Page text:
I tried compiling on a VIrtex 5 Target with 244 Block Ram units. This failed due to NRAM_FIFO Overmapping even though the official Xilinx resource usage was kind of small (not over 100% anywhere).
OK, a bit of thread necro required. Due to other compilation problems I've been having I started digging into the Xilinx Logs for other information and found out that the number of BRAMs used is actually reported correctly int he Xilinx log, but LV displays numbers which I can't fathom the source of.
I think this needs to be escalated to a bug, because it does seem to be a mistake of LV's parsing of the Xilinx log after all.
Apparently, the CAR has been rejected because it's not viewed as a bug.... Well, I just got a compilation error telling me that my design couldn't place 3 instances of BRAM. LV wants me to think that only 79 of 244 BRAMS are actually being used. Somehow I'm not sure that's correct.
LV takes values from an XML file produced by Xilinx and apparently that's where false values are reported. If, however, I look into the Xilinx.log file (Which is displayed during compilation) I find the following:
Given the following, what is my BRAM usage really?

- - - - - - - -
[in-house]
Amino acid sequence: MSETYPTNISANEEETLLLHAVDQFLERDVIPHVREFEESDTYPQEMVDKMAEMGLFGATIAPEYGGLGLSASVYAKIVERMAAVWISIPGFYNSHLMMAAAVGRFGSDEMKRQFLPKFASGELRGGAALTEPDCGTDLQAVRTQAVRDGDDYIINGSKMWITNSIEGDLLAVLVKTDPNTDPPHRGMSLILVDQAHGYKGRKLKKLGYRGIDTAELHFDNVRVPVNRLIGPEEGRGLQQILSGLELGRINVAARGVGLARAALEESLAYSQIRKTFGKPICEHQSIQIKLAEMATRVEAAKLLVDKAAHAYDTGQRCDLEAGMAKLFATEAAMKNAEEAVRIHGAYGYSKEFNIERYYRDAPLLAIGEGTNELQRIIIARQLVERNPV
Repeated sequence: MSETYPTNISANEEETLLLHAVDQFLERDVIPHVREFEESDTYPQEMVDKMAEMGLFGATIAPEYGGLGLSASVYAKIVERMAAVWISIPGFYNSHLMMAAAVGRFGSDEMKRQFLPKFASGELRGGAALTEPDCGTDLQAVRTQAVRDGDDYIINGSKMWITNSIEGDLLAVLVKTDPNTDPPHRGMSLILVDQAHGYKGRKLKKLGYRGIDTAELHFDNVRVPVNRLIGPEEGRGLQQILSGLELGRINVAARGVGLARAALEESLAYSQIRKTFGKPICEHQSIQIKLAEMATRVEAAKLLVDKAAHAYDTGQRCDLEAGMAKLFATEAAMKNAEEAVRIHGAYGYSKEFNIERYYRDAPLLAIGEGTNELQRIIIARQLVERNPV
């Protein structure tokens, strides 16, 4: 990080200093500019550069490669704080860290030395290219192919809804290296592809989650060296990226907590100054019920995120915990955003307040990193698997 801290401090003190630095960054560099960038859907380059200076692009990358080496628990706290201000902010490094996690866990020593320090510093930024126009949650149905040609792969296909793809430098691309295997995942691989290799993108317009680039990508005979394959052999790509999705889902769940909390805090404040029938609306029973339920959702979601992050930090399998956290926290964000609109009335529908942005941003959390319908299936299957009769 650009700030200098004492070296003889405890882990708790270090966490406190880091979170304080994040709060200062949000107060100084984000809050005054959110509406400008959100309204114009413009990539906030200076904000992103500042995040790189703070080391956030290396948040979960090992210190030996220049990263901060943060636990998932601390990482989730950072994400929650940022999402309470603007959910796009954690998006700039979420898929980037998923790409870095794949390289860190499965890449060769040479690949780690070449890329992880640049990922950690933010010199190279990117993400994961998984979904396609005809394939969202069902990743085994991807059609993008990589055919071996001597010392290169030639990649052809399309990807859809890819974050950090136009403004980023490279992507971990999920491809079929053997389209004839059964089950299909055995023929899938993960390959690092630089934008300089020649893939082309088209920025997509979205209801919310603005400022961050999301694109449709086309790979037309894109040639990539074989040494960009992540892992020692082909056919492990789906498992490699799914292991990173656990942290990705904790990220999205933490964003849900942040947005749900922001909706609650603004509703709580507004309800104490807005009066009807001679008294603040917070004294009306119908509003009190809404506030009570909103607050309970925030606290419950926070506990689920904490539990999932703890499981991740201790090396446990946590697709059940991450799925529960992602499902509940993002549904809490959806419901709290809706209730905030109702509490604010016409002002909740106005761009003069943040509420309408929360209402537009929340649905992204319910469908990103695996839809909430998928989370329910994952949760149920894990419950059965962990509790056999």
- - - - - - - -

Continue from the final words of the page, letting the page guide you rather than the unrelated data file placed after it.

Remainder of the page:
Device Utilization Summary: Number of BUFGs 20 out of 32 62% Number of LOCed BUFGs 1 out of 20 5% Number of BUFGCTRLs 5 out of 32 15% Number of DCIRESETs 1 out of 1 100% Number of DCM_ADVs 7 out of 12 58% Number of LOCed DCM_ADVs 1 out of 7 14% Number of DSP48Es 65 out of 640 10% Number of FIFO36_72_EXPs 14 out of 244 5% Number of FIFO36_EXPs 3 out of 244 1% Number of IDELAYCTRLs 1 out of 22 4% Number of LOCed IDELAYCTRLs 1 out of 1 100% Number of ILOGICs 41 out of 800 5% Number of External IOBs 260 out of 640 40% Number of LOCed IOBs 260 out of 260 100% Number of External IOBMs 19 out of 320 5% Number of LOCed IOBMs 19 out of 19 100% Number of External IOBSs 19 out of 320 5% Number of LOCed IOBSs 19 out of 19 100% Number of IODELAYs 18 out of 800 2% Number of ISERDESs 17 out of 800 2% Number of OLOGICs 110 out of 800 13% Number of PLL_ADVs 1 out of 6 16% Number of RAMB18X2s 22 out of 244 9% Number of RAMB18X2SDPs 25 out of 244 10% Number of RAMB36SDP_EXPs 12 out of 244 4% Number of RAMB36_EXPs 43 out of 244 17% Number of RAMBFIFO18_36s 5 out of 244 2% Number of STARTUPs 1 out of 1 100% Number of Slices 12718 out of 14720 86% Number of Slice Registers 26342 out of 58880 44% Number used as Flip Flops 26339 Number used as Latches 0 Number used as LatchThrus 3 Number of Slice LUTS 26218 out of 58880 44% Number of Slice LUT-Flip Flop pairs 36820 out of 58880 62%